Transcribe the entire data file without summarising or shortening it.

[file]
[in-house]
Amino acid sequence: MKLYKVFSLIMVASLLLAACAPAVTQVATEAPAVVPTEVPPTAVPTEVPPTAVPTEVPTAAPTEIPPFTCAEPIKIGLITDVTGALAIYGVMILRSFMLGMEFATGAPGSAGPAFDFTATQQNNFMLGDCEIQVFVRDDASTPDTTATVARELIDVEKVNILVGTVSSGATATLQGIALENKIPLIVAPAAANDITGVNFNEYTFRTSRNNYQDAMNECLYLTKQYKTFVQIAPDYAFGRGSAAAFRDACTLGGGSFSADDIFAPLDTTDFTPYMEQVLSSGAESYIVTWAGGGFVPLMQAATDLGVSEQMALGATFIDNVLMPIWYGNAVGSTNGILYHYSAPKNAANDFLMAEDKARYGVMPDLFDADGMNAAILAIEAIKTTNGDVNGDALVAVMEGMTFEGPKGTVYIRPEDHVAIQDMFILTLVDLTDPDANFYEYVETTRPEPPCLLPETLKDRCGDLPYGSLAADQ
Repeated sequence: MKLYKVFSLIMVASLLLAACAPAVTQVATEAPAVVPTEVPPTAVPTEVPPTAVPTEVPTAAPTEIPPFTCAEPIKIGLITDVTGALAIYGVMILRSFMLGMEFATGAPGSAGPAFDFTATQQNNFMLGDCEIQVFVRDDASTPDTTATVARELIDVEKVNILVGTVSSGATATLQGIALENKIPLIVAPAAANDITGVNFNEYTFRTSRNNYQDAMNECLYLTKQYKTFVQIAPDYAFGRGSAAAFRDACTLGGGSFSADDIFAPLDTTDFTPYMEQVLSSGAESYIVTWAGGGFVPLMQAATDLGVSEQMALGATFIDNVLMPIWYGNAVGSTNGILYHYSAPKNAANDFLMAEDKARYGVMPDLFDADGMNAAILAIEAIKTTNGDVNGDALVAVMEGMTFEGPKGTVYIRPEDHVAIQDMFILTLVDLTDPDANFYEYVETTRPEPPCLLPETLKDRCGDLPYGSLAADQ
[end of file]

[in-house]
Amino acid sequence: MKLYKVFSLIMVASLLLAACAPAVTQVATEAPAVVPTEVPPTAVPTEVPPTAVPTEVPTAAPTEIPPFTCAEPIKIGLITDVTGALAIYGVMILRSFMLGMEFATGAPGSAGPAFDFTATQQNNFMLGDCEIQVFVRDDASTPDTTATVARELIDVEKVNILVGTVSSGATATLQGIALENKIPLIVAPAAANDITGVNFNEYTFRTSRNNYQDAMNECLYLTKQYKTFVQIAPDYAFGRGSAAAFRDACTLGGGSFSADDIFAPLDTTDFTPYMEQVLSSGAESYIVTWAGGGFVPLMQAATDLGVSEQMALGATFIDNVLMPIWYGNAVGSTNGILYHYSAPKNAANDFLMAEDKARYGVMPDLFDADGMNAAILAIEAIKTTNGDVNGDALVAVMEGMTFEGPKGTVYIRPEDHVAIQDMFILTLVDLTDPDANFYEYVETTRPEPPCLLPETLKDRCGDLPYGSLAADQ
Repeated sequence: MKLYKVFSLIMVASLLLAACAPAVTQVATEAPAVVPTEVPPTAVPTEVPPTAVPTEVPTAAPTEIPPFTCAEPIKIGLITDVTGALAIYGVMILRSFMLGMEFATGAPGSAGPAFDFTATQQNNFMLGDCEIQVFVRDDASTPDTTATVARELIDVEKVNILVGTVSSGATATLQGIALENKIPLIVAPAAANDITGVNFNEYTFRTSRNNYQDAMNECLYLTKQYKTFVQIAPDYAFGRGSAAAFRDACTLGGGSFSADDIFAPLDTTDFTPYMEQVLSSGAESYIVTWAGGGFVPLMQAATDLGVSEQMALGATFIDNVLMPIWYGNAVGSTNGILYHYSAPKNAANDFLMAEDKARYGVMPDLFDADGMNAAILAIEAIKTTNGDVNGDALVAVMEGMTFEGPKGTVYIRPEDHVAIQDMFILTLVDLTDPDANFYEYVETTRPEPPCLLPETLKDRCGDLPYGSLAADQ